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Arabic press review: Video of men assaulting Ataturk statue infuriates Turks

Meanwhile, the disappearance of the Islamic State's prominent leaders raises questions and Sudanese army steps in to protect anti-regime protesters from security forces assaults.
The video showed two men, one of whom speaks in an Egyptian accent, slapping and cursing the statue of the founder of the Turkish Republic, Mustafa Kemal Atatürk, and its owner (AFP)

Ataturk statue assault sparks anger in Turkey

Turks across the country have expressed outrage on social media after a video began circulating that seems to depict two young Arab men disrespecting a statue of Mustafa Kemal Ataturk, the founder of the Turkish republic. 

The video clip shows the two young men slapping the face of the Ataturk statue while cursing and insulting it, according to the electronic newspaper Arabi21.

The insults were said in what seems to be an Egyptian Arabic accent. 

Attiyah Adlan, a Turkish-Egyptian political leader, issued an apology for the actions of the two young men, but denied that either of the offender were Egyptian nationals or part of Turkey's Egyptian community. 

"The [Egyptian] community rejects this despicable behaviour," Adlan said in a statement, according to Arabi21. 

"No one has the right to attack the heritage of a nation and its symbols or violate its laws," Adlan continued, adding that the Egyptian and wider Arab communities in Turkey have historically lived in Turkey with respect for the nation's laws and culture. 

Relations between Turkey and Egypt have been unstable since Abdel Fattah el-Sisi took over the presidency in Egypt in 2013, removing elected president Mohamed Morsi, a move Ankara strongly rejected.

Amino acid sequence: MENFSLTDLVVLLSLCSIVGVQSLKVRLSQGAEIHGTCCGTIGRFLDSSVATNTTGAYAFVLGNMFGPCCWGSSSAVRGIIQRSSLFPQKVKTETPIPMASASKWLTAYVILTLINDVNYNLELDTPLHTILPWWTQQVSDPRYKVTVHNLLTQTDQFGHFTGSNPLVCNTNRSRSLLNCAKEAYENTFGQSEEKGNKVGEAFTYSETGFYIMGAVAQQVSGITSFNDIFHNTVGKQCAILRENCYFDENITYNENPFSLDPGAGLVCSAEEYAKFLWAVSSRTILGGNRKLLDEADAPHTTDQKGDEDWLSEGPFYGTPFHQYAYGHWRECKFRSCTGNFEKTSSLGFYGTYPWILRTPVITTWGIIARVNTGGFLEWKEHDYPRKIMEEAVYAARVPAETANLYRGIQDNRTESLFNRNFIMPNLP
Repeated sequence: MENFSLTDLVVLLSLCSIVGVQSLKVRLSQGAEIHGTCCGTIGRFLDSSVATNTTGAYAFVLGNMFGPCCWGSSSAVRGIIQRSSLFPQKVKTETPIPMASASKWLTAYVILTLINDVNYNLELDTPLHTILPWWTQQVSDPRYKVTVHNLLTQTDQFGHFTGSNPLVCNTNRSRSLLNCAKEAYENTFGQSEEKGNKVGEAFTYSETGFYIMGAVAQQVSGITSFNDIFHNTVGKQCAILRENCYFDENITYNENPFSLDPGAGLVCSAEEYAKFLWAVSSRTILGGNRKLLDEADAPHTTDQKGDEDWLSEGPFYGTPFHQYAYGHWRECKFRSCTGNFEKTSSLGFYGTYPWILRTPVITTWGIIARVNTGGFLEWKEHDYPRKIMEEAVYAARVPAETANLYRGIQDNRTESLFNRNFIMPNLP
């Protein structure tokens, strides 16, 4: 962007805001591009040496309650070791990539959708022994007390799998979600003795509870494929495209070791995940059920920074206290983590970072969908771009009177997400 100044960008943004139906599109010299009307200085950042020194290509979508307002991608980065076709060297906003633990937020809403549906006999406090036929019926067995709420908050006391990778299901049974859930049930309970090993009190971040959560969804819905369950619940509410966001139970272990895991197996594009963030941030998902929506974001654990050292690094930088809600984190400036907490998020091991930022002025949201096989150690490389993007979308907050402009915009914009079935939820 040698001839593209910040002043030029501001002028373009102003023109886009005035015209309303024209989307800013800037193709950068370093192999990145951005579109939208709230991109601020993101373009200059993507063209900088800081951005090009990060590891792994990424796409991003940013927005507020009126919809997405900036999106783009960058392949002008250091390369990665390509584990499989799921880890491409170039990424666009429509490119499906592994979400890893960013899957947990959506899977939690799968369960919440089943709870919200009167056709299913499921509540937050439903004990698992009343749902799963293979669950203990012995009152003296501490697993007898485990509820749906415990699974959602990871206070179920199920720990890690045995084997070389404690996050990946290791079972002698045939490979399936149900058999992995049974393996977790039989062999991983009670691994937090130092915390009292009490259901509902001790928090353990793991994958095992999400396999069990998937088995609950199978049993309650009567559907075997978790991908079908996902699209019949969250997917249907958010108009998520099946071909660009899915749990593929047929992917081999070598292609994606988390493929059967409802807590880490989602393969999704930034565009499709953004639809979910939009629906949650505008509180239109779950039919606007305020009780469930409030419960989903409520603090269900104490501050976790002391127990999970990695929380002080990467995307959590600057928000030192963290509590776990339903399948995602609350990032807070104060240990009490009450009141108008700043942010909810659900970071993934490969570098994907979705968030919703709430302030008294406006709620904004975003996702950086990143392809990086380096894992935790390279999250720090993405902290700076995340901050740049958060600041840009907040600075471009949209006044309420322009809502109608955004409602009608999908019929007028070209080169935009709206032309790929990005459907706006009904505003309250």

The search for Islamic State leaders

The unknown whereabouts of the Islamic State's leaders and the mystery surrounding their fate has raised many questions since the Syrian Democratic Forces (SDF) announced "the destruction of IS and the end of its control over the last pockets of Baghouz" in March, the London-based newspaper Al-Arabi Al-Jadeed writes.

Many questions have been raised about the fate of the most prominent faces of the organisation, including leader Abu Bakr al-Baghdadi, chairman Hajji Abd al-Nasser, the current spokesman for the organisation Abu Hassan al-Muhajir, and other senior leaders who have not been arrested, according to the newspaper.

Thousands of IS militants surrendered to the SDF and the international coalition after being unable to withdraw. However, no high-ranking IS leaders were arrested during the last battles which took place in Baghouz, thus, the fate of the most prominent leaders is still unknown, according to the newspaper.

Al-Arabi Al-Jadeed stressed that a large number of IS leaders may have been killed, but some of them might have been able to "hide and change their names and whereabouts”.

The newspaper said it is possible IS leaders may have moved to Iraq's al-Anbar and Nineveh provinces, less than one kilometre from Baghouz on Syria's border with Iraq.

Sudanese soldiers protect demonstrators

Eyewitnesses and demonstrators say that Sudanese soldiers intervened to protect protesters from security forces trying to disperse their sit-ins in front of the Ministry of Defence in Khartoum, according to Algerian newspaper Echorouk El Yawmi.

Security forces on pickup trucks fired tear gas at thousands of anti-government protesters.

The protesters camped for two nights outside the compound hosting the Ministry of Defence in an attempt to force President Omar al-Bashir to step down after nearly 30 years in power.

Previous attempts by the security forces to disperse the protesters have failed.

* Arabic press review is a digest of reports that are not independently verified as accurate by Middle East Eye.